Movie Review: ‘Sausage Party’
R | 1h 29min
by Jason Koenigsberg
For the purposes of this review, the headline really sums it up perfectly. This raunchy style of humor and satire of wholesome family entertainment is something I would have loved about twenty years ago. Instead seeing it at this age and with no real sardonic bite other than a few moments, I am left rather indifferent.
The opening shot of Sausage Party is of the outside of a grocery store and an empty parking lot. Then it jumps right into a song trying to spoof Disney movies. It simultaneously jumps right into the profanity as well. The dialogue is incendiary throughout, definitely earning it’s R rating and is not for children by any means. The problem with Sausage Party is that it felt like the movie was trying too hard at times to be offensive and politically incorrect. Also in typical Seth Rogen style it features a lot of drug use, although this time it is grocery store products smoking reefer.
In a lot of ways Sausage Party is this generations South Park: Bigger, Longer and Uncut (1999). Where the South Park movie was an irreverent and groundbreaking satire, Sausage Party is raunchy and vulgar just for the sake of it. There is not much else to this movie other than a lot of foul language and the personification parodied with profanity did get stale rather fast.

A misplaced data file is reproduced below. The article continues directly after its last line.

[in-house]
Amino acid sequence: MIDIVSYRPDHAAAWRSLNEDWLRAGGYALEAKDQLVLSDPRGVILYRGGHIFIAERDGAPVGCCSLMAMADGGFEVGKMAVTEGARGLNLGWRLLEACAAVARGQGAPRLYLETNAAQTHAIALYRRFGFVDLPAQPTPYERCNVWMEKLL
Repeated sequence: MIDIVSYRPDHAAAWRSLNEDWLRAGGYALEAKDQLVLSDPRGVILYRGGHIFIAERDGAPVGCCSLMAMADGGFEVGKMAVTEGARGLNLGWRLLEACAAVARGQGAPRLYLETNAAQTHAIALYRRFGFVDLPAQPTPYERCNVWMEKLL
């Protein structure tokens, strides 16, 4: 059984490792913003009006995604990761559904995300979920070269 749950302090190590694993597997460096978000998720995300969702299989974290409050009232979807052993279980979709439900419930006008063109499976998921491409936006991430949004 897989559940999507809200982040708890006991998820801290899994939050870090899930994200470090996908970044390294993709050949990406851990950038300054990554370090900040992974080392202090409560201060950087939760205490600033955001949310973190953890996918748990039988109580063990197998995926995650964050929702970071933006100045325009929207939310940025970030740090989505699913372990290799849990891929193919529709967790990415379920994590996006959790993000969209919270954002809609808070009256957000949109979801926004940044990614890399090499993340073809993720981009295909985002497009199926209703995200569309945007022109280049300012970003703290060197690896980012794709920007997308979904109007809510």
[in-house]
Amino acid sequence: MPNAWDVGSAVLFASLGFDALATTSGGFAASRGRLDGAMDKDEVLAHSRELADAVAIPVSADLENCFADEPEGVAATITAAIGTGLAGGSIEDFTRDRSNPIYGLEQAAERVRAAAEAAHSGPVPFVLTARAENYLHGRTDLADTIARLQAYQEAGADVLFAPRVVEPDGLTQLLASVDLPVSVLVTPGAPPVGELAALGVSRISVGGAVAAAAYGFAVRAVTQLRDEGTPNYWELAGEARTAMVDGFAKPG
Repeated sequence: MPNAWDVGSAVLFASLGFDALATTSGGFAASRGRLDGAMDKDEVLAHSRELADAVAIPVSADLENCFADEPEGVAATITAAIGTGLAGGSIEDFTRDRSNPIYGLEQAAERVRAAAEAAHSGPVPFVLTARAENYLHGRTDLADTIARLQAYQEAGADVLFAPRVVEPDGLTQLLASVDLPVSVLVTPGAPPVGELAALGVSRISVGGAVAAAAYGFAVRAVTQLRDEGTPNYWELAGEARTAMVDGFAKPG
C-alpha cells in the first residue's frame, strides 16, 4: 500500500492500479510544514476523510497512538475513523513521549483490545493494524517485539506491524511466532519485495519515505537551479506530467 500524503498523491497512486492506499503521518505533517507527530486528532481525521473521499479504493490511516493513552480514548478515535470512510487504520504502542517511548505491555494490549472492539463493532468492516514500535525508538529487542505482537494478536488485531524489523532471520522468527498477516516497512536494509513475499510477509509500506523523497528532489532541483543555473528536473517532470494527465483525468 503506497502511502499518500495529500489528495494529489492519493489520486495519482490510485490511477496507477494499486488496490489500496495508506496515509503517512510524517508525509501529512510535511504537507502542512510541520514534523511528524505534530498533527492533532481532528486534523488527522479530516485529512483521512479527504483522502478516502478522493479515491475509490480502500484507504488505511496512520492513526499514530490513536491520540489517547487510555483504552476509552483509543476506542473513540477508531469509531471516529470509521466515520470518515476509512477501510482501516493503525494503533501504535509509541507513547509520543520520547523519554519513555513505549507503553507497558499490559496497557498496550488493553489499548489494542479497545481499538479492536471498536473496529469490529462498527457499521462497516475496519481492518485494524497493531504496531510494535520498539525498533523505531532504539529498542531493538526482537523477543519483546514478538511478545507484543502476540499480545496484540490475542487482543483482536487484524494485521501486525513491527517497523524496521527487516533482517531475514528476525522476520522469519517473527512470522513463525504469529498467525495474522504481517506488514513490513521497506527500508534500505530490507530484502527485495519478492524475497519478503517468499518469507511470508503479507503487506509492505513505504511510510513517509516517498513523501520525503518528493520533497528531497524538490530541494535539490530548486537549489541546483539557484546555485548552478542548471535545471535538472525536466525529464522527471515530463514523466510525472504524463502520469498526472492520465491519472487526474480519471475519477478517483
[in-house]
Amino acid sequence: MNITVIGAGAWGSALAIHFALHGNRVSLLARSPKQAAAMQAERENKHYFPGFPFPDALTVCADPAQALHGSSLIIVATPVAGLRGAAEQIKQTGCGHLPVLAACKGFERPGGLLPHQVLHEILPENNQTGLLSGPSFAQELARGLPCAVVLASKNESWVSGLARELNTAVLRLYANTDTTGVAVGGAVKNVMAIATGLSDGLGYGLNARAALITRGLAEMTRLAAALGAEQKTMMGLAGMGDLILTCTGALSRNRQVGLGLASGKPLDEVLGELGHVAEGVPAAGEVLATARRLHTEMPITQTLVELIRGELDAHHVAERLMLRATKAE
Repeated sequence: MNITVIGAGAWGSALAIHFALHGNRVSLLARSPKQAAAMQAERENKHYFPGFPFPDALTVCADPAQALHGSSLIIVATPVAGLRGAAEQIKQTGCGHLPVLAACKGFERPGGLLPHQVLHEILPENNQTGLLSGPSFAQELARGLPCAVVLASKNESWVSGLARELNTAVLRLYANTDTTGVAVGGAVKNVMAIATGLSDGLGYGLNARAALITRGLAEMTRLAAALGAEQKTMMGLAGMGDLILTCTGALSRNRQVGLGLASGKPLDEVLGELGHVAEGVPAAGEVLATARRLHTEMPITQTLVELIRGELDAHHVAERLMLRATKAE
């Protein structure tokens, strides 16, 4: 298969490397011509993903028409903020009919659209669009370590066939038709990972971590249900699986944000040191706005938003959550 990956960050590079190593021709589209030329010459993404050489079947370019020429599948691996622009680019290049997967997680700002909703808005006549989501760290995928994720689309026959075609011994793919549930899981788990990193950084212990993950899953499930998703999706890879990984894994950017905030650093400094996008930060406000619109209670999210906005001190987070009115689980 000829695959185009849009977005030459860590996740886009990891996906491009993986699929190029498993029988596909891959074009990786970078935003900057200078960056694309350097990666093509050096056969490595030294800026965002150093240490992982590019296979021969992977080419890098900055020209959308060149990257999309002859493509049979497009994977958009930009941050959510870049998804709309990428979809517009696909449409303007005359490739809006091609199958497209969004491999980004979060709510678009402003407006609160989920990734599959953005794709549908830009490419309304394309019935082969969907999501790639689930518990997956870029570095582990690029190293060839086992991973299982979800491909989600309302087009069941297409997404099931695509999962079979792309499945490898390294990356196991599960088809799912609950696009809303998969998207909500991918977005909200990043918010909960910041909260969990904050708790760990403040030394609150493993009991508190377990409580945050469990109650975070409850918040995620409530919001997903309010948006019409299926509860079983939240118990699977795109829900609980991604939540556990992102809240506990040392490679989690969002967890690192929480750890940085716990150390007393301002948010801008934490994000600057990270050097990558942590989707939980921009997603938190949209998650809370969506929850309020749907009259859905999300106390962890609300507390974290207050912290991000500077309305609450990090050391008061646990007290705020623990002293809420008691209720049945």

There are some not so subtle attempts at social commentary with the Middle East between a bagel and a pita wrap, you can guess which one is supposed to be Jewish and which one is Arab. Sausage Party plays on many other ethnic stereotypes including Black, Native American and Mexican, all are meant to be obvious and at the very least borderline offensive on purpose.
Sausage Party does contain some very good animation and I liked how the directors switched styles when it was necessary. The ability to mix animation styles is one of its greatest strengths, visually the movie actually looks good. The script is uneven with some moments that worked and some that fell flat, even the audience I saw it with laughed sporadically throughout. The film does however end with a bang and the last half hour has some undeniably clever moments that are both the films raunchiest and funniest.
I certainly laughed heartily a few times throughout, especially during the finale yet I cannot honestly say if those sophomoric laughs are worth recommending the film to everyone. Let me put it to you this way, if your mind is made up and you really want to see Sausage Party, you are going to see it and probably love it regardless of what any critics have to say. If you are on the fence about it, in good conscience I cannot enthusiastically recommend it, but maybe catch it on HBO or Starz when it premieres.
If you have not seen South Park: Bigger, Longer and Uncut check it out. Here is the late great Robin Williams performing “Blame Canada”, at the 2000 Academy Awards. You can see how the films biting satire was groundbreaking at the time. I highly doubt Sausage Party will earn any Oscar nominations but you never know.